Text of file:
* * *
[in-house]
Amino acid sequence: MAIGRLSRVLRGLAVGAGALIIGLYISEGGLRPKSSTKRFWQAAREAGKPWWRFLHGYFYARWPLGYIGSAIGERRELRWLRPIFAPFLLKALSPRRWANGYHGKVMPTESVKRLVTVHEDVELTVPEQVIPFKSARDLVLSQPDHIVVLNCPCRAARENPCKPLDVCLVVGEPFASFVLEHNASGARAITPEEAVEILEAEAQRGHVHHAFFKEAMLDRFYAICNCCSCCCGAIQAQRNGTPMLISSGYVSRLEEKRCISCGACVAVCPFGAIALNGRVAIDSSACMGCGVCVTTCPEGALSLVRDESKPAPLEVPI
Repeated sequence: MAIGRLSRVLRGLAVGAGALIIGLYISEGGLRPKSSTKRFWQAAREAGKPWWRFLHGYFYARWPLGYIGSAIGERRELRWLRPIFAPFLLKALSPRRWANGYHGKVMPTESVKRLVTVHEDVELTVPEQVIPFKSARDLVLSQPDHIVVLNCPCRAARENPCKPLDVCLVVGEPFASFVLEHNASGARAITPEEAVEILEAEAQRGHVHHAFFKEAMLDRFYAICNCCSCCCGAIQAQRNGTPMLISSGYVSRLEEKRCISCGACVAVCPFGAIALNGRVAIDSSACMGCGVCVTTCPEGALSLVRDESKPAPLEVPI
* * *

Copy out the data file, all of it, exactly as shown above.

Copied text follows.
[in-house]
Amino acid sequence: MAIGRLSRVLRGLAVGAGALIIGLYISEGGLRPKSSTKRFWQAAREAGKPWWRFLHGYFYARWPLGYIGSAIGERRELRWLRPIFAPFLLKALSPRRWANGYHGKVMPTESVKRLVTVHEDVELTVPEQVIPFKSARDLVLSQPDHIVVLNCPCRAARENPCKPLDVCLVVGEPFASFVLEHNASGARAITPEEAVEILEAEAQRGHVHHAFFKEAMLDRFYAICNCCSCCCGAIQAQRNGTPMLISSGYVSRLEEKRCISCGACVAVCPFGAIALNGRVAIDSSACMGCGVCVTTCPEGALSLVRDESKPAPLEVPI
Repeated sequence: MAIGRLSRVLRGLAVGAGALIIGLYISEGGLRPKSSTKRFWQAAREAGKPWWRFLHGYFYARWPLGYIGSAIGERRELRWLRPIFAPFLLKALSPRRWANGYHGKVMPTESVKRLVTVHEDVELTVPEQVIPFKSARDLVLSQPDHIVVLNCPCRAARENPCKPLDVCLVVGEPFASFVLEHNASGARAITPEEAVEILEAEAQRGHVHHAFFKEAMLDRFYAICNCCSCCCGAIQAQRNGTPMLISSGYVSRLEEKRCISCGACVAVCPFGAIALNGRVAIDSSACMGCGVCVTTCPEGALSLVRDESKPAPLEVPI